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Let?s Get Fiscal Paul Krugman flexes his Nobel Prize.

techs

Lifer
Sep 26, 2000
28,563
3
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http://www.nytimes.com/2008/10...ml?_r=1&hp&oref=slogin

The Dow is surging! No, it?s plunging! No, it?s surging! No, it?s ...

Nevermind. While the manic-depressive stock market is dominating the headlines, the more important story is the grim news coming in about the real economy. It?s now clear that rescuing the banks is just the beginning: the nonfinancial economy is also in desperate need of help.

And to provide that help, we?re going to have to put some prejudices aside. It?s politically fashionable to rant against government spending and demand fiscal responsibility. But right now, increased government spending is just what the doctor ordered, and concerns about the budget deficit should be put on hold.

Before I get there, let?s talk about the economic situation.

Just this week, we learned that retail sales have fallen off a cliff, and so has industrial production. Unemployment claims are at steep-recession levels, and the Philadelphia Fed?s manufacturing index is falling at the fastest pace in almost 20 years. All signs point to an economic slump that will be nasty, brutish ? and long.

How nasty? The unemployment rate is already above 6 percent (and broader measures of underemployment are in double digits). It?s now virtually certain that the unemployment rate will go above 7 percent, and quite possibly above 8 percent, making this the worst recession in a quarter-century.

And how long? It could be very long indeed.


Think about what happened in the last recession, which followed the bursting of the late-1990s technology bubble. On the surface, the policy response to that recession looks like a success story. Although there were widespread fears that the United States would experience a Japanese-style ?lost decade,? that didn?t happen: the Federal Reserve was able to engineer a recovery from that recession by cutting interest rates.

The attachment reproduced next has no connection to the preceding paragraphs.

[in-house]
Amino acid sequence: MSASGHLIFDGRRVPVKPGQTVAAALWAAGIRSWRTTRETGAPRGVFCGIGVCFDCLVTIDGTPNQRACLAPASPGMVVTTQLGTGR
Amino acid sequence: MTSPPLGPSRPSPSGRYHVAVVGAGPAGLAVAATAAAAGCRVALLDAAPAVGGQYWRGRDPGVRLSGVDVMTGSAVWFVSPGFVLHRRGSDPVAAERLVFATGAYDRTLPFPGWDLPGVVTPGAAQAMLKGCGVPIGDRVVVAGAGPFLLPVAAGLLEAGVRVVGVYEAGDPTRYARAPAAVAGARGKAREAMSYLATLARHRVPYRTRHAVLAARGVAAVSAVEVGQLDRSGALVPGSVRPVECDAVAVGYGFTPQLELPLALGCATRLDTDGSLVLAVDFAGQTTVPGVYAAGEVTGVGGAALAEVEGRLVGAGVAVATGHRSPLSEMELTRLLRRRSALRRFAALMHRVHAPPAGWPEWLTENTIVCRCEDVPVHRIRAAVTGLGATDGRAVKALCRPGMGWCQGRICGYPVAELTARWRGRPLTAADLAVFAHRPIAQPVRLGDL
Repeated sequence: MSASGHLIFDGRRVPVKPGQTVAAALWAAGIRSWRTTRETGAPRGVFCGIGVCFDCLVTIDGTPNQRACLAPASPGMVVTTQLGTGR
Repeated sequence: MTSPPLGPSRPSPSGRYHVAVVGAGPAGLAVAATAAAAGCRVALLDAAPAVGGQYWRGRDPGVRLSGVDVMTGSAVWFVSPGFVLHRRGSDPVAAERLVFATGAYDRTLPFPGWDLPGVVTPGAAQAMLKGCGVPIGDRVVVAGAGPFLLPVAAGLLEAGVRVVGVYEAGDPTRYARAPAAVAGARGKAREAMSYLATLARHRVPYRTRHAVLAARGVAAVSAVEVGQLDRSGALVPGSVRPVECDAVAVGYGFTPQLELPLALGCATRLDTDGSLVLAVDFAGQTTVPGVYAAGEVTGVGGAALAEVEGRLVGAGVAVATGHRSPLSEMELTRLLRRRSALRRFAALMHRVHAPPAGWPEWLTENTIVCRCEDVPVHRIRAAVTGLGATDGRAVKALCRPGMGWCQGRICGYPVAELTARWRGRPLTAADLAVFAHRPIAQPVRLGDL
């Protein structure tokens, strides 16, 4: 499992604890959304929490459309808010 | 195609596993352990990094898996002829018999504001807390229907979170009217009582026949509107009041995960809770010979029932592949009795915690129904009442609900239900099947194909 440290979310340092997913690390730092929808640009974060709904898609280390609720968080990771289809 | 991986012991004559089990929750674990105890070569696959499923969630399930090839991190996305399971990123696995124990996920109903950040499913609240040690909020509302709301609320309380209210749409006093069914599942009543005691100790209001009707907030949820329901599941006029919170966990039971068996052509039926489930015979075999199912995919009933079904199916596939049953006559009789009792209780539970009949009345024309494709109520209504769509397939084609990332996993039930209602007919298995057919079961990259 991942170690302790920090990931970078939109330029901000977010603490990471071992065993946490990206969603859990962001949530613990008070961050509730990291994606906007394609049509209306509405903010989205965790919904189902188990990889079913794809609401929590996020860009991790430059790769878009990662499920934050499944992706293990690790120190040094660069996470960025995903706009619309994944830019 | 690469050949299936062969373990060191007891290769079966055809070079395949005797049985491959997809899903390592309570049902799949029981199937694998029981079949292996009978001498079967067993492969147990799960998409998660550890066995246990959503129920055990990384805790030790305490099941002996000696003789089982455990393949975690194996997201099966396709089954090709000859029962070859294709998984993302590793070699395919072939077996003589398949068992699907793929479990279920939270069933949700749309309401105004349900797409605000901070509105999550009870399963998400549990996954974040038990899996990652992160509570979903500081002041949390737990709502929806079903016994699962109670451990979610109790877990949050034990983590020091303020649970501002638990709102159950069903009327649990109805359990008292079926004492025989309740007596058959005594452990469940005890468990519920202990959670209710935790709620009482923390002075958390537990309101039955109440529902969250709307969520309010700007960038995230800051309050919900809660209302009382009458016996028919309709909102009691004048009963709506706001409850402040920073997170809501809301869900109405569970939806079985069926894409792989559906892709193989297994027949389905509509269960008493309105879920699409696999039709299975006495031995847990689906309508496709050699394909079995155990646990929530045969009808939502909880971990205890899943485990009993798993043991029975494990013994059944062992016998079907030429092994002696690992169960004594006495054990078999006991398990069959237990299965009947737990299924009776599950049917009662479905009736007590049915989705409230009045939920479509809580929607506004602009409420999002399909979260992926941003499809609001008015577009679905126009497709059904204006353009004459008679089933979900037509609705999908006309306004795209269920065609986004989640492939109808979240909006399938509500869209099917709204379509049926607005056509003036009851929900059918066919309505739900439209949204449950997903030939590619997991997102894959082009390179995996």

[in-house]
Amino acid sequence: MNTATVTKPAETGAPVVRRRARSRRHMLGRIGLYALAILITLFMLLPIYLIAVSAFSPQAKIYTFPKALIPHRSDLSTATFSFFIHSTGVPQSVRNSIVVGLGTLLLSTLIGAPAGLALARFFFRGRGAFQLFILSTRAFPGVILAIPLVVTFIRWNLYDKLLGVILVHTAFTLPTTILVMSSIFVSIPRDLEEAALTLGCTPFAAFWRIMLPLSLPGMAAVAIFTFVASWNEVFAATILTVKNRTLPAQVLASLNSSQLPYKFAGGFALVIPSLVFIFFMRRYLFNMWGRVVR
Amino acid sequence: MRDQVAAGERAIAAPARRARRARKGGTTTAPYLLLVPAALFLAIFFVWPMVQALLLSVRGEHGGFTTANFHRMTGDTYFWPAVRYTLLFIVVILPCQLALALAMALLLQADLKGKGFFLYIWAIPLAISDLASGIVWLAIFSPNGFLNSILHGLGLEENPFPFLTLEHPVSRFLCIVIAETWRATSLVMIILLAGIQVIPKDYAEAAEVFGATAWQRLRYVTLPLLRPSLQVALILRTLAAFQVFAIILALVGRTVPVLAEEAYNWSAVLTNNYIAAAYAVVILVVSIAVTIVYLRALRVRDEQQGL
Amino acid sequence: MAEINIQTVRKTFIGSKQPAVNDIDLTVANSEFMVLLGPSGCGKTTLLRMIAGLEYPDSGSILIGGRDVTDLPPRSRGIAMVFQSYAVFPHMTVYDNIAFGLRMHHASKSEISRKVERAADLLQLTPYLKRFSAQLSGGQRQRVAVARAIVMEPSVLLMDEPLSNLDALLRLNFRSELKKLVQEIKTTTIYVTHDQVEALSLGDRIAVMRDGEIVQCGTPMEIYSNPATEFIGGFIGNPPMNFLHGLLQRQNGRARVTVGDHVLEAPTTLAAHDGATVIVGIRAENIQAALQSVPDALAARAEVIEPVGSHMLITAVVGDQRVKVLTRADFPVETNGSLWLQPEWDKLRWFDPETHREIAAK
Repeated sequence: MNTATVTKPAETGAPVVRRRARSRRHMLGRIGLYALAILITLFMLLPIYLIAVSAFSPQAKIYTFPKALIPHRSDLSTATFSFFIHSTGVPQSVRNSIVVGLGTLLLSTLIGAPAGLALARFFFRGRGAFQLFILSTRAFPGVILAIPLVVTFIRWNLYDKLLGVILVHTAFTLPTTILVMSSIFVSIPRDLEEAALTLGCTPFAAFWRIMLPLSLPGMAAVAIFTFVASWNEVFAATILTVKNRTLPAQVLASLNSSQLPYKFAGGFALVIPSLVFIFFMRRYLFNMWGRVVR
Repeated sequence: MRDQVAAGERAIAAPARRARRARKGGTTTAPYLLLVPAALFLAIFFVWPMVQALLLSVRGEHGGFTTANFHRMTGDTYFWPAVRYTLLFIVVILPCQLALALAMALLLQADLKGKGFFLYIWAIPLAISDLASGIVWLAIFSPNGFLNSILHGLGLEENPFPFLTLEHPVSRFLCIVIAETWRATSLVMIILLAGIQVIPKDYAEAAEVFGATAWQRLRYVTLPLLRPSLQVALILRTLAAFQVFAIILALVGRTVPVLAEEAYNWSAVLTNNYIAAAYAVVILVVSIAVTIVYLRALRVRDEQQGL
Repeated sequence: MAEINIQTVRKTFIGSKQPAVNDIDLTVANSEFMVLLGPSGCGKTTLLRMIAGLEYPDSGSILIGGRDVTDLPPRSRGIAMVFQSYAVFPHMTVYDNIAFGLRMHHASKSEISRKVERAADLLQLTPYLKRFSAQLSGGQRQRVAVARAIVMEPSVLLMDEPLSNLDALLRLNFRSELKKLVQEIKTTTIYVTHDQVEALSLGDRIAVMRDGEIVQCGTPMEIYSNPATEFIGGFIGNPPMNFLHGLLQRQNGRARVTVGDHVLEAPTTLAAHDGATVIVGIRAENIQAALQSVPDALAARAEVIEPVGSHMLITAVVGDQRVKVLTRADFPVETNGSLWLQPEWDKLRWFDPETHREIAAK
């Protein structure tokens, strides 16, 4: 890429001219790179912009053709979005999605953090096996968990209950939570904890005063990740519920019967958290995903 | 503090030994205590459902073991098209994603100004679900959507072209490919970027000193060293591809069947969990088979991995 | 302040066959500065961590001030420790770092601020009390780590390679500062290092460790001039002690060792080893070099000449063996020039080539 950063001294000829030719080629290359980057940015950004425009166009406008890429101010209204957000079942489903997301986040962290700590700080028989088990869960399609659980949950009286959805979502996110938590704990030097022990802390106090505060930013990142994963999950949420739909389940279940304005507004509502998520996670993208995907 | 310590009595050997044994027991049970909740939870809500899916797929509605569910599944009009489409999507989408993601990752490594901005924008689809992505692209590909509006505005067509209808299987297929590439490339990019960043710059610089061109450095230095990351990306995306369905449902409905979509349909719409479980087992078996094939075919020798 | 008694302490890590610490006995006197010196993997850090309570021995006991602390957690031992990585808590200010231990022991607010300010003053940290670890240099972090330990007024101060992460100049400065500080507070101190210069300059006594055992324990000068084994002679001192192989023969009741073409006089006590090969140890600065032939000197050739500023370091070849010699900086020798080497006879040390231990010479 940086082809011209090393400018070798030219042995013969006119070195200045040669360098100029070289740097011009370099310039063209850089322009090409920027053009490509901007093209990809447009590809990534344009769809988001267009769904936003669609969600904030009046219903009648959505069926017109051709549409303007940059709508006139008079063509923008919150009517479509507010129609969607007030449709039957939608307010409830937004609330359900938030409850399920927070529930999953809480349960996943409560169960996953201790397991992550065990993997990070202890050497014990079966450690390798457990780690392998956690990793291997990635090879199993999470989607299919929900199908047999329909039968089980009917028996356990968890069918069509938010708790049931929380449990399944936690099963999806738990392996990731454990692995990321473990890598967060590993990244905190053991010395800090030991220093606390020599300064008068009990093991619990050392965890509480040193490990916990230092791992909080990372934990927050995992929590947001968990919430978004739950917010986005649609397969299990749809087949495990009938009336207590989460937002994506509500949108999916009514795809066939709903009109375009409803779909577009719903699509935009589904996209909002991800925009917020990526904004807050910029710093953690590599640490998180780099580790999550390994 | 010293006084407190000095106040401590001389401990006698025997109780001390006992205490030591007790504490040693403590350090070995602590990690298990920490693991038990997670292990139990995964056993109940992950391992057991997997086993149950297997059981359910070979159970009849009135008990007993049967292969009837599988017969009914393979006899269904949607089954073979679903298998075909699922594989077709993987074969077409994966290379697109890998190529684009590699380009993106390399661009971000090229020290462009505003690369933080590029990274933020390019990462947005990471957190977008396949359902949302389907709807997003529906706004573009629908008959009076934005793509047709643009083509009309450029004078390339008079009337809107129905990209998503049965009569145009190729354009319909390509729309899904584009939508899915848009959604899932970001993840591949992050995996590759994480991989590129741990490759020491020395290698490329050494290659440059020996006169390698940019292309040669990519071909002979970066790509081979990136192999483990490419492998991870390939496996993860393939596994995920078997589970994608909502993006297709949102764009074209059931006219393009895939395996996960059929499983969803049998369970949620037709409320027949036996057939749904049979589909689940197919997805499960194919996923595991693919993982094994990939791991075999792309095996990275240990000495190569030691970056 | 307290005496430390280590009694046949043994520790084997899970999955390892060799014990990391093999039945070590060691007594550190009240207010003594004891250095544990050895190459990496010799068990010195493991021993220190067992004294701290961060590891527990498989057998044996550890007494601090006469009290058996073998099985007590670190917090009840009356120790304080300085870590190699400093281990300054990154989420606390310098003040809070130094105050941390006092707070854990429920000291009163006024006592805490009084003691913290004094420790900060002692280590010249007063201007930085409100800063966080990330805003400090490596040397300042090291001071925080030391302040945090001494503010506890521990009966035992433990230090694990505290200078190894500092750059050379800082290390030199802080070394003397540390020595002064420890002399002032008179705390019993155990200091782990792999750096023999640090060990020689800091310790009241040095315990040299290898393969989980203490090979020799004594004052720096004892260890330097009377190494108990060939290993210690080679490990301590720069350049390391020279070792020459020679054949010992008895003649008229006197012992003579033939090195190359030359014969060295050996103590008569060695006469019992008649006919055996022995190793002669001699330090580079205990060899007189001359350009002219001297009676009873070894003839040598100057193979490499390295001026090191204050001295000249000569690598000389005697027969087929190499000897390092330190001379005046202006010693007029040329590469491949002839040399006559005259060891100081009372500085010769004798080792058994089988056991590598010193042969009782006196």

But the truth is that we were looking Japanese for quite a while: the Fed had a hard time getting traction. Despite repeated interest rate cuts, which eventually brought the federal funds rate down to just 1 percent, the unemployment rate just kept on rising; it was more than two years before the job picture started to improve. And when a convincing recovery finally did come, it was only because Alan Greenspan had managed to replace the technology bubble with a housing bubble.

Now the housing bubble has burst in turn, leaving the financial landscape strewn with wreckage. Even if the ongoing efforts to rescue the banking system and unfreeze the credit markets work ? and while it?s early days yet, the initial results have been disappointing ? it?s hard to see housing making a comeback any time soon. And if there?s another bubble waiting to happen, it?s not obvious. So the Fed will find it even harder to get traction this time.

In other words, there?s not much Ben Bernanke can do for the economy. He can and should cut interest rates even more ? but nobody expects this to do more than provide a slight economic boost.

On the other hand, there?s a lot the federal government can do for the economy. It can provide extended benefits to the unemployed, which will both help distressed families cope and put money in the hands of people likely to spend it. It can provide emergency aid to state and local governments, so that they aren?t forced into steep spending cuts that both degrade public services and destroy jobs. It can buy up mortgages (but not at face value, as John McCain has proposed) and restructure the terms to help families stay in their homes.

And this is also a good time to engage in some serious infrastructure spending, which the country badly needs in any case. The usual argument against public works as economic stimulus is that they take too long: by the time you get around to repairing that bridge and upgrading that rail line, the slump is over and the stimulus isn?t needed. Well, that argument has no force now, since the chances that this slump will be over anytime soon are virtually nil. So let?s get those projects rolling.